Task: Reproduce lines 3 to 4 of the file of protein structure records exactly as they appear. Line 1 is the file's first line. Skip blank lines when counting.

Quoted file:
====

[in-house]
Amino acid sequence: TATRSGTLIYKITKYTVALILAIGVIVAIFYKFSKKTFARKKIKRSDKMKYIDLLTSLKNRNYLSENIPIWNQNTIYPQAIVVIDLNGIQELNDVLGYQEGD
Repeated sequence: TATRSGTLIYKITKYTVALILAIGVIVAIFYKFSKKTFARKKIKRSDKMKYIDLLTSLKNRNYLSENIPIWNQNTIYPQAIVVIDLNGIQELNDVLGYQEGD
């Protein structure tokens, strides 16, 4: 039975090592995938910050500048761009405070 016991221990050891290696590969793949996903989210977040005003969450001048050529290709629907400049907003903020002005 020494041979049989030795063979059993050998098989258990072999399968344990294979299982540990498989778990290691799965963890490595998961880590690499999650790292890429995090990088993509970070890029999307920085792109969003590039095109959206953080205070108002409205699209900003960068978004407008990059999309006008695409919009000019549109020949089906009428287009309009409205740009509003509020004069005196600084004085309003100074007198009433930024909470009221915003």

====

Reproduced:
Repeated sequence: TATRSGTLIYKITKYTVALILAIGVIVAIFYKFSKKTFARKKIKRSDKMKYIDLLTSLKNRNYLSENIPIWNQNTIYPQAIVVIDLNGIQELNDVLGYQEGD
């Protein structure tokens, strides 16, 4: 039975090592995938910050500048761009405070 016991221990050891290696590969793949996903989210977040005003969450001048050529290709629907400049907003903020002005 020494041979049989030795063979059993050998098989258990072999399968344990294979299982540990498989778990290691799965963890490595998961880590690499999650790292890429995090990088993509970070890029999307920085792109969003590039095109959206953080205070108002409205699209900003960068978004407008990059999309006008695409919009000019549109020949089906009428287009309009409205740009509003509020004069005196600084004085309003100074007198009433930024909470009221915003």